AUSTRAC detects “potential vulnerability” around foreign-owned retail CFD/FX brokers with Australian licenses
A number of foreign-owned or controlled AFSL holders lack an understanding and awareness of their Australian regulatory obligations, according to a new report by AUSTRAC.
There is a scope for the improvement of CFD/FX providers’ anti-money laundering and counter-terrorism financing procedures, according to the latest report by the Australian Transaction Reports and Analysis Centre (AUSTRAC). The “Securities & derivatives sector: money laundering and terrorism financing risk assessment” report is the fourth endeavor to provide a detailed risk assessment of Australia’s financial sector. The report is published after AUSTRAC analysed two years of SMRs (suspicious matter reports) submitted by entities in the securities and derivatives sector.
Engagement with partner agencies has shown a potential vulnerability around smaller retail CFD/FX providers that are either foreign owned or foreign controlled. Moreover, a number of foreign-owned or controlled AFSL holders lack an understanding and awareness of their Australian regulatory obligations. The report notes the possibility for these entities to be exploited and used to facilitate money laundering or other illegal activities.
Moreover, 74% of CFD/FX providers registered with ASIC did not submit an SMR to AUSTRAC in the two-year period covered by the report (until March 31, 2016). AUSTRAC believes that there is considerable scope for entities operating in these markets to improve their AML/CTF systems and controls to be able to identify and submit SMRs.
White-labelling appears a trap-ridden area. The report notes the existence of various white-labelling arrangements across the sector, including variations in the roles and responsibilities of white labellers and market participants (or CFD/FX providers) regarding AML/CTF compliance activities. Poorly developed agreements and contracts that do not clearly indicate which entities are responsible for AML/CTF obligations could undermine the AML/CTF framework, AUSTRAC warns.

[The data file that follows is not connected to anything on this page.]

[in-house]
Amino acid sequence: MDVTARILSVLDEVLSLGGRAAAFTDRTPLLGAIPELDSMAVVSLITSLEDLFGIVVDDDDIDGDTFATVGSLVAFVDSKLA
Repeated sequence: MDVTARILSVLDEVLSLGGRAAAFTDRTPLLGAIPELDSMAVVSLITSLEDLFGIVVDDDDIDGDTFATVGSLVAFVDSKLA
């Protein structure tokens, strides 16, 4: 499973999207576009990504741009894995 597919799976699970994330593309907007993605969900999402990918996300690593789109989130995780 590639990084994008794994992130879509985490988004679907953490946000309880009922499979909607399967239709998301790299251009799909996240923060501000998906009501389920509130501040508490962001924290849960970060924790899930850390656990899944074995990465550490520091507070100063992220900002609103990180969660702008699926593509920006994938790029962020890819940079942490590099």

Some reporting entities said it was difficult to identify criminal misconduct from trading activity alone. They noted the importance of conducting appropriate levels of due diligence on customers before trading occurred.
A number of entities said that the need to execute client orders very quickly, especially in volatile markets, often stretched their capacity to properly scrutinise a customer’s trading behavior and identify potentially unusual or suspicious behavior.
A further problem is that many customers use a number of brokers and market participants to trade. As a result, detecting suspicious trading activity can be challenging as reporting entities do not have the full picture of the customer’s trading activity and open positions.
Looking at the overall picture, reporting entities named six main offence types in the 663 SMRs analysed for this risk assessment. Suspected cases of money laundering accounted for a large portion, while terrorism financing was suspected in only three SMRs. Fraud-related offences were suspected in just over half of SMRs, with a significant number enabled by cybercrime.
The activities enabled by cybercrime can be grouped into two broad trends:
- A cybercriminal hacks a customer’s email account and sends fraudulent instructions to financial institutions to close out the client’s trading positions and/or transfer client funds to other accounts or third parties.
- A cybercriminal hacks a customer’s online trading account and conducts trades, closes out positions and/or transfers funds to other accounts or third parties. In some cases this activity was enabled by fraudsters finding out the answers to the customer’s security questions by trawling through the customer’s social media.
Insider trading and market manipulation offences accounted for 21% of the SMRs submitted to AUSTRAC during the sample period. Although the bulk of these were in relation to exchange traded securities, 23 SMRs related to CFD and FX trading products.